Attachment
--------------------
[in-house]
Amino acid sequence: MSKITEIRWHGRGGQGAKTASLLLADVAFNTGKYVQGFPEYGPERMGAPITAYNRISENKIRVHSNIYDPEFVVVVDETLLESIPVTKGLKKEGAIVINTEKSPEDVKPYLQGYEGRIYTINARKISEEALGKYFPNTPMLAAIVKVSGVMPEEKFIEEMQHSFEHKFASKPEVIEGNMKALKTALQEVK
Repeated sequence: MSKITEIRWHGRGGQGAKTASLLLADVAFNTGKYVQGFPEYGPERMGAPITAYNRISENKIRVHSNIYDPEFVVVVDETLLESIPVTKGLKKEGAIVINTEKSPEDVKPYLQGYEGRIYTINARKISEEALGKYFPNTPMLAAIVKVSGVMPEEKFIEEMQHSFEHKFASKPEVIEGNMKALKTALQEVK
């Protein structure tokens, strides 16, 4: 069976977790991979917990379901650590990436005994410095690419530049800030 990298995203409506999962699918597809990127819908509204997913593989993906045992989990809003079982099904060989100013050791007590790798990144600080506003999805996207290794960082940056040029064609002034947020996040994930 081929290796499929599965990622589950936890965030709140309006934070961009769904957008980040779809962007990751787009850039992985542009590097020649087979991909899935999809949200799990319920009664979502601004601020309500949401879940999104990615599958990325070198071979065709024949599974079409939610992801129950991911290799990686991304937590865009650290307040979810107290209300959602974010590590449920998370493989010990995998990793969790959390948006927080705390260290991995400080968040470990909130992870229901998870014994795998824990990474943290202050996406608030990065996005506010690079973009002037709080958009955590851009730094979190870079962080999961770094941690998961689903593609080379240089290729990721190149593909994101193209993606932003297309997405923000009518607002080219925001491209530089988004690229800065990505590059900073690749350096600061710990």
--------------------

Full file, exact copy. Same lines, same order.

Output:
[in-house]
Amino acid sequence: MSKITEIRWHGRGGQGAKTASLLLADVAFNTGKYVQGFPEYGPERMGAPITAYNRISENKIRVHSNIYDPEFVVVVDETLLESIPVTKGLKKEGAIVINTEKSPEDVKPYLQGYEGRIYTINARKISEEALGKYFPNTPMLAAIVKVSGVMPEEKFIEEMQHSFEHKFASKPEVIEGNMKALKTALQEVK
Repeated sequence: MSKITEIRWHGRGGQGAKTASLLLADVAFNTGKYVQGFPEYGPERMGAPITAYNRISENKIRVHSNIYDPEFVVVVDETLLESIPVTKGLKKEGAIVINTEKSPEDVKPYLQGYEGRIYTINARKISEEALGKYFPNTPMLAAIVKVSGVMPEEKFIEEMQHSFEHKFASKPEVIEGNMKALKTALQEVK
């Protein structure tokens, strides 16, 4: 069976977790991979917990379901650590990436005994410095690419530049800030 990298995203409506999962699918597809990127819908509204997913593989993906045992989990809003079982099904060989100013050791007590790798990144600080506003999805996207290794960082940056040029064609002034947020996040994930 081929290796499929599965990622589950936890965030709140309006934070961009769904957008980040779809962007990751787009850039992985542009590097020649087979991909899935999809949200799990319920009664979502601004601020309500949401879940999104990615599958990325070198071979065709024949599974079409939610992801129950991911290799990686991304937590865009650290307040979810107290209300959602974010590590449920998370493989010990995998990793969790959390948006927080705390260290991995400080968040470990909130992870229901998870014994795998824990990474943290202050996406608030990065996005506010690079973009002037709080958009955590851009730094979190870079962080999961770094941690998961689903593609080379240089290729990721190149593909994101193209993606932003297309997405923000009518607002080219925001491209530089988004690229800065990505590059900073690749350096600061710990």